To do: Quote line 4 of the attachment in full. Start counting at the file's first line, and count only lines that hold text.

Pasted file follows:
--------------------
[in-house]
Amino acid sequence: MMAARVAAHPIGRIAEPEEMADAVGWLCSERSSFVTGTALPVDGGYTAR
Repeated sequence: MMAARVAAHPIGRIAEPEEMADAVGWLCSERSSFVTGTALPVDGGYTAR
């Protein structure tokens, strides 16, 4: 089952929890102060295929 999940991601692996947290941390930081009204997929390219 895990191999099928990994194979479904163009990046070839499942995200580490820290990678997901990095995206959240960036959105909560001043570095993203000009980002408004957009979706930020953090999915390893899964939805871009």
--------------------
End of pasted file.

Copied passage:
């Protein structure tokens, strides 16, 4: 089952929890102060295929 999940991601692996947290941390930081009204997929390219 895990191999099928990994194979479904163009990046070839499942995200580490820290990678997901990095995206959240960036959105909560001043570095993203000009980002408004957009979706930020953090999915390893899964939805871009």